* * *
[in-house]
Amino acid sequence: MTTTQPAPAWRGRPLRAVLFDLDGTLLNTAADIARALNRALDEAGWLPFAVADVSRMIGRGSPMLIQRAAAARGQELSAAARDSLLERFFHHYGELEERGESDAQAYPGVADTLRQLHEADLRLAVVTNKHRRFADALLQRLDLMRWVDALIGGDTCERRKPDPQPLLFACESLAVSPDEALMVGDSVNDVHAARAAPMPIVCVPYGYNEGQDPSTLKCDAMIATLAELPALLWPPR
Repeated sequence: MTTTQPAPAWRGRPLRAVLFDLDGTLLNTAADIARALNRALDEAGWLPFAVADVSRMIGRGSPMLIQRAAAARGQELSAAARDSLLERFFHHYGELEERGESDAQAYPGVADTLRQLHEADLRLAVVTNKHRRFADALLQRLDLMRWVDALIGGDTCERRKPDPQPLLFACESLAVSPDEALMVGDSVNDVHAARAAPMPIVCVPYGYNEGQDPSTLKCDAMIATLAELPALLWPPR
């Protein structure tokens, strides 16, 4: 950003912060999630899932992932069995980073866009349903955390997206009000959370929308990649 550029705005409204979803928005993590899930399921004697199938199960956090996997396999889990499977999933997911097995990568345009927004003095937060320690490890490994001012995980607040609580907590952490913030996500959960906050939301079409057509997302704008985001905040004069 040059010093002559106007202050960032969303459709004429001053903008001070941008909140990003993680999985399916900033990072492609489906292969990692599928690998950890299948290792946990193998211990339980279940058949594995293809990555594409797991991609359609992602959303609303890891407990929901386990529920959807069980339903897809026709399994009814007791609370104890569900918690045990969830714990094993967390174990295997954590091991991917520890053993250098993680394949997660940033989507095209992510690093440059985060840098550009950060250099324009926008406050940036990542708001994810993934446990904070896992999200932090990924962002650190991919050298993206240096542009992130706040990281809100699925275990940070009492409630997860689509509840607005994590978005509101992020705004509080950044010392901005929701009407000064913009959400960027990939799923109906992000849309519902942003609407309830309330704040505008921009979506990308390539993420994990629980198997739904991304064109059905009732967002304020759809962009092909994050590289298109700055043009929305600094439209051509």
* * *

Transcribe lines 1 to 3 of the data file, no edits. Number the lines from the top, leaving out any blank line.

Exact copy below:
[in-house]
Amino acid sequence: MTTTQPAPAWRGRPLRAVLFDLDGTLLNTAADIARALNRALDEAGWLPFAVADVSRMIGRGSPMLIQRAAAARGQELSAAARDSLLERFFHHYGELEERGESDAQAYPGVADTLRQLHEADLRLAVVTNKHRRFADALLQRLDLMRWVDALIGGDTCERRKPDPQPLLFACESLAVSPDEALMVGDSVNDVHAARAAPMPIVCVPYGYNEGQDPSTLKCDAMIATLAELPALLWPPR
Repeated sequence: MTTTQPAPAWRGRPLRAVLFDLDGTLLNTAADIARALNRALDEAGWLPFAVADVSRMIGRGSPMLIQRAAAARGQELSAAARDSLLERFFHHYGELEERGESDAQAYPGVADTLRQLHEADLRLAVVTNKHRRFADALLQRLDLMRWVDALIGGDTCERRKPDPQPLLFACESLAVSPDEALMVGDSVNDVHAARAAPMPIVCVPYGYNEGQDPSTLKCDAMIATLAELPALLWPPR